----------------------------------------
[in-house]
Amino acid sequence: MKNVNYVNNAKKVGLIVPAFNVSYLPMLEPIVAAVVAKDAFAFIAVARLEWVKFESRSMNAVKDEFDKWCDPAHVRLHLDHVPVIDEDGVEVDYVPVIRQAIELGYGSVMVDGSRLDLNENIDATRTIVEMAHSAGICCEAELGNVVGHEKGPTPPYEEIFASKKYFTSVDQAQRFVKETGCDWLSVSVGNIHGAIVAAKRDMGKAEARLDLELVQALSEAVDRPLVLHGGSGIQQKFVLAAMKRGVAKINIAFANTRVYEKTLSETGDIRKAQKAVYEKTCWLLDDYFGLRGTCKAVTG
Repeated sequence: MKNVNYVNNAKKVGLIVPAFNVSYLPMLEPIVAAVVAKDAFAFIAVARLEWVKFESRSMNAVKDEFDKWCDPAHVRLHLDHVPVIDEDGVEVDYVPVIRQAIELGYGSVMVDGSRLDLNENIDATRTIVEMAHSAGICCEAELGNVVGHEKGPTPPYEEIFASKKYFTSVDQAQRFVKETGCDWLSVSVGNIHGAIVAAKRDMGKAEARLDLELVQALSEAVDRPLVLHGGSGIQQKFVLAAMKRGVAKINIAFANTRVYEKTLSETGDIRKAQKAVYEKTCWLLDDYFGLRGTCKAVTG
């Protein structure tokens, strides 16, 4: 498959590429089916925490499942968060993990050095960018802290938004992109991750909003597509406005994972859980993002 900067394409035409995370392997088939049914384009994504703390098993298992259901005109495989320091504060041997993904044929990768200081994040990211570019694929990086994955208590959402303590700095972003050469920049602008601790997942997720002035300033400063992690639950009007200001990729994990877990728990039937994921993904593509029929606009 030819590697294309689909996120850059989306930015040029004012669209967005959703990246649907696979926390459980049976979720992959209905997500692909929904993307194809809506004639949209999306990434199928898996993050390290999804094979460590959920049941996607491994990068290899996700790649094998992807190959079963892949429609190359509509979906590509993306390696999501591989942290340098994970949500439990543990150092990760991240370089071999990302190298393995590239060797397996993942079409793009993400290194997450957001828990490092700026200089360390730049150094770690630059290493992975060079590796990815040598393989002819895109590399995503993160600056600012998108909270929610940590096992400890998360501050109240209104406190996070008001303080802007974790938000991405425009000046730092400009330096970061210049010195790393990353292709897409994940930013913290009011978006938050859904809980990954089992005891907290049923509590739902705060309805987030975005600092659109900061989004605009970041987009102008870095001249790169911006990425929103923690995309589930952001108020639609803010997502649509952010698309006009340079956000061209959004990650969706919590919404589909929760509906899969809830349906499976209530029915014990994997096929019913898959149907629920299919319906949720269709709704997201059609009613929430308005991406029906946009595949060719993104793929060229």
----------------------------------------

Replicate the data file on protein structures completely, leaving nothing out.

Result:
[in-house]
Amino acid sequence: MKNVNYVNNAKKVGLIVPAFNVSYLPMLEPIVAAVVAKDAFAFIAVARLEWVKFESRSMNAVKDEFDKWCDPAHVRLHLDHVPVIDEDGVEVDYVPVIRQAIELGYGSVMVDGSRLDLNENIDATRTIVEMAHSAGICCEAELGNVVGHEKGPTPPYEEIFASKKYFTSVDQAQRFVKETGCDWLSVSVGNIHGAIVAAKRDMGKAEARLDLELVQALSEAVDRPLVLHGGSGIQQKFVLAAMKRGVAKINIAFANTRVYEKTLSETGDIRKAQKAVYEKTCWLLDDYFGLRGTCKAVTG
Repeated sequence: MKNVNYVNNAKKVGLIVPAFNVSYLPMLEPIVAAVVAKDAFAFIAVARLEWVKFESRSMNAVKDEFDKWCDPAHVRLHLDHVPVIDEDGVEVDYVPVIRQAIELGYGSVMVDGSRLDLNENIDATRTIVEMAHSAGICCEAELGNVVGHEKGPTPPYEEIFASKKYFTSVDQAQRFVKETGCDWLSVSVGNIHGAIVAAKRDMGKAEARLDLELVQALSEAVDRPLVLHGGSGIQQKFVLAAMKRGVAKINIAFANTRVYEKTLSETGDIRKAQKAVYEKTCWLLDDYFGLRGTCKAVTG
């Protein structure tokens, strides 16, 4: 498959590429089916925490499942968060993990050095960018802290938004992109991750909003597509406005994972859980993002 900067394409035409995370392997088939049914384009994504703390098993298992259901005109495989320091504060041997993904044929990768200081994040990211570019694929990086994955208590959402303590700095972003050469920049602008601790997942997720002035300033400063992690639950009007200001990729994990877990728990039937994921993904593509029929606009 030819590697294309689909996120850059989306930015040029004012669209967005959703990246649907696979926390459980049976979720992959209905997500692909929904993307194809809506004639949209999306990434199928898996993050390290999804094979460590959920049941996607491994990068290899996700790649094998992807190959079963892949429609190359509509979906590509993306390696999501591989942290340098994970949500439990543990150092990760991240370089071999990302190298393995590239060797397996993942079409793009993400290194997450957001828990490092700026200089360390730049150094770690630059290493992975060079590796990815040598393989002819895109590399995503993160600056600012998108909270929610940590096992400890998360501050109240209104406190996070008001303080802007974790938000991405425009000046730092400009330096970061210049010195790393990353292709897409994940930013913290009011978006938050859904809980990954089992005891907290049923509590739902705060309805987030975005600092659109900061989004605009970041987009102008870095001249790169911006990425929103923690995309589930952001108020639609803010997502649509952010698309006009340079956000061209959004990650969706919590919404589909929760509906899969809830349906499976209530029915014990994997096929019913898959149907629920299919319906949720269709709704997201059609009613929430308005991406029906946009595949060719993104793929060229």